All About Arrow Fletching

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All About Arrow Fletching

Straight and true arrow flight doesn’t come solely from having a well-tuned bow, but also from having the appropriate fletching for your arro

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Straight and true arrow flight doesn’t come solely from having a well-tuned bow, but also from having the appropriate fletching for your arrows. Choosing the right fletching as well as the correct placement and orientation of it on the arrow shaft is one of the final steps to achieving tight groups and higher scores.

Fletching is used to help with arrow flight; the drag from the fletching will “pull” the rear end of the arrow to make the arrow fly straighter.

The first consideration on what type of fletching you need is whether your arrows will be used for indoor archery, outdoor archery or a combination of both. Arrows used for indoor competition will require larger fletching. This will help correct the arrow flight slightly faster over the shorter distance of 18 to 25 meters. Arrows for outdoor competition will generally require smaller fletching to allow the arrow to maintain speed while the fletching does its job. 

Larger fletching will always slow an arrow down exponentially faster than smaller fletching, which is why arrows used for outdoor shooting usually have smaller fletching attached. Shooting larger fletching over a longer distance will make the arrow “drop out of the sky” due to all the velocity lost through the drag imparted on the arrow. Also, larger fletching shot over a long distance will magnify any mistakes that the archer makes upon release of the arrow. But indoors, large fletching can offer a great advantage to archers, and often you’ll see archers using feathers on their indoor arrows. Feathers are lightweight but have a lot of drag, so they correct the arrow very quickly without greatly affecting the overall weight of the arrow.

Arrows meant for long-range outdoor competition will greatly benefit from smaller, lighter fletching. Compound archers generally prefer fletching material made of plastic, while their recurve peers prefer to shoot spin-vane lightweight fletching. But there are always some cases where a recurve archer prefers fletching used for compound arrows, and vice versa. 

The degree of angle, or helical, at which the fletching is installed on the arrow will also affect arrow flight. Simply put, helical refers to the amount of offset the fletching has on the arrow, and this offset is meant to make the arrow spin along the long axis of the arrow shaft. This spinning motion is very similar to the spin of a bullet or football; it is meant to stabilize the arrow while in flight. Although you may think that more spin equals more stability, this is not always the case, and there is a law of diminishing returns here. Without enough helical, the arrow won’t spin and therefore will not stabilize. But with too much helical, you run the risk of introducing a corkscrew trajectory to your arrow, as well as imparting too much drag. A great starting point is to give your arrows a small amount of helical (either left or right, but consistent for all fletching) and observe your group size. Outdoor archers should measure their group sizes in both calm and windy conditions; the goal is to have minimal change in measurement regardless of the weather.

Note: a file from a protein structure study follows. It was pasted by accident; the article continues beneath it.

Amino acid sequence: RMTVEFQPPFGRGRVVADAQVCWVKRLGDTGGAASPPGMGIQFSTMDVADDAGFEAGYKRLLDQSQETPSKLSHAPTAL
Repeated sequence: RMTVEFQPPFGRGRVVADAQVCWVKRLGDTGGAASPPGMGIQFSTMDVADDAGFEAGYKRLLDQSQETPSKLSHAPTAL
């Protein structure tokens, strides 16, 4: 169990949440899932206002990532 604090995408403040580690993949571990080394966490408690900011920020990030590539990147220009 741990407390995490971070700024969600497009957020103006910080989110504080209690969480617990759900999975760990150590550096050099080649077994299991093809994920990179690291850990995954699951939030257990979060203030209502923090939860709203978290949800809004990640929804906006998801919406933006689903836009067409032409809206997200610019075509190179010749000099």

Experimenting with a variety of fletching will be the best way to figure out what works best. If you are stuck trying to decide between different fletching styles, orientations, etc., then keep several arrows fletched with your potential setups. Shoot each of the different sets of arrows with the different fletching modifications and track and record their results to see which of your sets gives the best results. Like many other things in archery, fletching is very personal for everyone, and what works for archer A will not necessarily work for archer B. Make sure to pick the setup that is most forgiving, and then all you’ll have to worry about is replacing your fletching because of all the tight groups you’re shooting.

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